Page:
Check that: Tony Gonzalez already WAS a star when he got to the NFL -- people just didn’t know it yet. He was born a star. He could do anything as a kid in Southern California. Well, anything cool. Basketball? Best in the neighborhood. Skateboarding? Best in the neighborhood. Biking? Best in the neighborhood. Surfing? He held his own. Good looks? Yeah, he had those too. Football? Heck, in football it wasn’t even FAIR … he didn’t even like football that much, but he was so much better than everyone else, he just kept playing. When he was a senior in high school, he shared the award as the best high school athlete in Orange County. He wasn’t crazy about sharing. But, hey, the other guy was Tiger Woods.
Oh, yeah, he was a star. He went to Cal, starred in football, starred in basketball too -- for a Sweet 16 team, no less -- starred in life. He came out his junior year, the Kansas Chiefs worked all sorts of maneuvers to trade up and get him, and he came to Kansas City and promptly announced, “I like to have fun.” He looked like a guy who liked to have fun. He looked like a walking magazine cover. Plus he was big, fast, strong, athletic … everybody was pretty well blown away. Well … OK … maybe not everyone. I remember there was this one former NFL player, a tough old codger, who watched Gonzalez practice for a few minutes and came up with this cutting but succinct summary.
“Pretty boy,” the codger grumbled.
* * *
Well, yeah, people forget that it wasn’t easy for Tony Gonzalez at first. Now, you look at Tony Gonzalez’ numbers and the jaw drops. He isn’t just the most prolific tight end in the history of the game. Nobody comes close.
Receptions: 1,242 (next best among tight ends: Shannon Sharpe with 815).
Receiving yards: 14,269 (next best: Shannon Sharpe with 10,060)
Touchdowns: 103 (next best: Antonio Gates with 83).
Games started: 237 (next best: Ozzie Newsome with 191).
Incredible, no? But it wasn’t like that at first. There were big expectations, of course. Gonzalez was preposterously talented, huge (6-foot-5, 250 pounds), and fast, and more than just fast he was also quick, and he could jump, and he had these claws for hands. But at first, Gonzalez was like a bunch of jigsaw puzzle pieces of talents. Nobody could quite figure out how to make a great tight end out of him. He showed some promise his rookie year, but he didn’t start a game, and coaches grumbled quietly about his blocking. Pretty boy? Well, they said it would take some time.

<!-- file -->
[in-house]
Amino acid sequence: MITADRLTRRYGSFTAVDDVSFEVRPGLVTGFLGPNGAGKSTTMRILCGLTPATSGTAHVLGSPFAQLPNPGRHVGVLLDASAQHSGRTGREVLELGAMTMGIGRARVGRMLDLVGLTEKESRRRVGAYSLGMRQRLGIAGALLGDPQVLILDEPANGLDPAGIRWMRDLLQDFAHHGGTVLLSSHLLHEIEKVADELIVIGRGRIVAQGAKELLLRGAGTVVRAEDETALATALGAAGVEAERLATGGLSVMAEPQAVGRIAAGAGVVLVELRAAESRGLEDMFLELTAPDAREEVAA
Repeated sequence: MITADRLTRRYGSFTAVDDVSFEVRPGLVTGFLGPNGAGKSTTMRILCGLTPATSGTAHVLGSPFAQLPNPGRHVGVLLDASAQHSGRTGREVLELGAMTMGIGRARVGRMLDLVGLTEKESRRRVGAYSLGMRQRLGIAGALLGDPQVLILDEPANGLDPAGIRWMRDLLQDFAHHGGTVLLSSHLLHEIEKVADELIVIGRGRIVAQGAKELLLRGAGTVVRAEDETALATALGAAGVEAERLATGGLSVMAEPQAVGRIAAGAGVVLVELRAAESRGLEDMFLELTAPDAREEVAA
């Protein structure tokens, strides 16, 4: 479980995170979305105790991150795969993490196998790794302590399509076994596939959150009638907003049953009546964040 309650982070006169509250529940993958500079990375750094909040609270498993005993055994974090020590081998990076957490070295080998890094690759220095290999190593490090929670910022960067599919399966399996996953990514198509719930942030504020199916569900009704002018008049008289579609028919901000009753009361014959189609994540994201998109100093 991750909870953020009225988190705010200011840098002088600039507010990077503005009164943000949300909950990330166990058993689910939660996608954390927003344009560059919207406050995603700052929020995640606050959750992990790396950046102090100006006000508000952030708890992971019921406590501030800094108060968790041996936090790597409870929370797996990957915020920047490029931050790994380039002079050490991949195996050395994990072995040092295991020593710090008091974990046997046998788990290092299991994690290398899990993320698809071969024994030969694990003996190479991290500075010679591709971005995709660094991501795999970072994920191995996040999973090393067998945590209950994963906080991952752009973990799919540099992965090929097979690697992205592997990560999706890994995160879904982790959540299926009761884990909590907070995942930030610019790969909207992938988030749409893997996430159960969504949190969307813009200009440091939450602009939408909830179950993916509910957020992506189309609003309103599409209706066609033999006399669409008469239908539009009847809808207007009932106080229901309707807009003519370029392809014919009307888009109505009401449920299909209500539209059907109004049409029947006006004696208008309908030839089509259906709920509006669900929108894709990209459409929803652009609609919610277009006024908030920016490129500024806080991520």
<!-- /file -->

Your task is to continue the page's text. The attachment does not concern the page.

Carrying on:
The second year, the coaches thought Gonzalez would take the big leap forward, vault into superstardom, and Gonzalez was pretty sure of it. His numbers did go up. He caught 59 passes -- quite a few for a tight end. But it wasn’t coming together like everyone hoped. His blocking was uninspiring. And he was a more unusual player than anyone had expected. He didn’t really run receiving patterns like other tight ends -- he seemed more comfortable going to an open spot and turning around and sort of blocking out his defender, like he was a big man in the post. He was fast, but he wasn’t especially elusive. He didn’t break many tackles. He was generally tackled right where he caught the ball.
And, he dropped a lot of passes. No, really: Tony Gonzalez -- who should have a bust of his HANDS in Canton as well as a bust of his head -- actually dropped a lot of passes. Gonzalez counted 13 drops. Later, he adjusted it to 17 drops. Whatever the number, it was noticeable. At one point, after dropping another pass at Arrowhead, he heard a smattering of boos. They felt like fireballs.
He was pretty miserable then. He had always told reporters, “I know it won’t be easy to become a good player in this league.” But deep down, yeah, maybe he thought it would be pretty easy. Why not? He had always been a hard worker. He knew he was loaded with talent. He had complete faith in his competitive spirit. These things were always enough for success, always more than enough.
And now, suddenly, for the first time in his life, he was not succeeding. Gonzalez is pretty shrewd about life. He knew that he could coast like this and make a nice career for himself. He could catch 60 or 70 balls a year, reach a couple of Pro Bowls, make a lot of money, have a nice life. He went home to California after the season and started doing some journal writing. At one point -- and he would remember it specifically -- he wrote down a question:
“What kind of person do you want to be?”
He stared at the question for a long time. He wasn’t entirely sure. But he knew he didn’t want to be the player he had been.
* * *